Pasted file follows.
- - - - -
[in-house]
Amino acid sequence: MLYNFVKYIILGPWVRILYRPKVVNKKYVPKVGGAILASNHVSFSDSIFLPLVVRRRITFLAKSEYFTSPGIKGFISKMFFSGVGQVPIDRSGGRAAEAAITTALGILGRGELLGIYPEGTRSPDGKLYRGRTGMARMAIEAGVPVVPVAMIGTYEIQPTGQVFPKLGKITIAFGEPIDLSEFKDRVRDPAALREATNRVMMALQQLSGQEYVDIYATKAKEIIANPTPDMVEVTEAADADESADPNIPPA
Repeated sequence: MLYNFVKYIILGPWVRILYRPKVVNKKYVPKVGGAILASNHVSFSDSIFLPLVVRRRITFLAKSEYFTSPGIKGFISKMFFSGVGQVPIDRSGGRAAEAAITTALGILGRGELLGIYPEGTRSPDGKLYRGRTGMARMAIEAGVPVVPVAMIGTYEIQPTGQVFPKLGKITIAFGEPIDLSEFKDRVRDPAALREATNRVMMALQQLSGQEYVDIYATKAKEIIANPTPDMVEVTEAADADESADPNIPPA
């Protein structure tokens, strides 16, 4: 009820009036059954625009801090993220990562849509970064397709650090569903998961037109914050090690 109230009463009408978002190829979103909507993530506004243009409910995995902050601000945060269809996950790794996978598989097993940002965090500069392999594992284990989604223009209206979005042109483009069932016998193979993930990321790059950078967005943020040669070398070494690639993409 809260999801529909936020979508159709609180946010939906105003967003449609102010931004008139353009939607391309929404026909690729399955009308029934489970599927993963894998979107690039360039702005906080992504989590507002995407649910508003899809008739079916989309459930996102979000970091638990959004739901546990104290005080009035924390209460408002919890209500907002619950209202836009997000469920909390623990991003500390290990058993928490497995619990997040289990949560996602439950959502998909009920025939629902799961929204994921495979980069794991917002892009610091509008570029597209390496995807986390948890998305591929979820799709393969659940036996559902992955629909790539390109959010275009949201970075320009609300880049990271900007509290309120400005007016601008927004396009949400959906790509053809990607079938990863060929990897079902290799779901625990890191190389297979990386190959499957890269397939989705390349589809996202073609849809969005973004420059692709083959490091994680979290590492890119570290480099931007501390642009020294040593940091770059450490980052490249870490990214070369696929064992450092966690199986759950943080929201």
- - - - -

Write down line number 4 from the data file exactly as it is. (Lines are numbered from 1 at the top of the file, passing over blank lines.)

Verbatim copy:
């Protein structure tokens, strides 16, 4: 009820009036059954625009801090993220990562849509970064397709650090569903998961037109914050090690 109230009463009408978002190829979103909507993530506004243009409910995995902050601000945060269809996950790794996978598989097993940002965090500069392999594992284990989604223009209206979005042109483009069932016998193979993930990321790059950078967005943020040669070398070494690639993409 809260999801529909936020979508159709609180946010939906105003967003449609102010931004008139353009939607391309929404026909690729399955009308029934489970599927993963894998979107690039360039702005906080992504989590507002995407649910508003899809008739079916989309459930996102979000970091638990959004739901546990104290005080009035924390209460408002919890209500907002619950209202836009997000469920909390623990991003500390290990058993928490497995619990997040289990949560996602439950959502998909009920025939629902799961929204994921495979980069794991917002892009610091509008570029597209390496995807986390948890998305591929979820799709393969659940036996559902992955629909790539390109959010275009949201970075320009609300880049990271900007509290309120400005007016601008927004396009949400959906790509053809990607079938990863060929990897079902290799779901625990890191190389297979990386190959499957890269397939989705390349589809996202073609849809969005973004420059692709083959490091994680979290590492890119570290480099931007501390642009020294040593940091770059450490980052490249870490990214070369696929064992450092966690199986759950943080929201």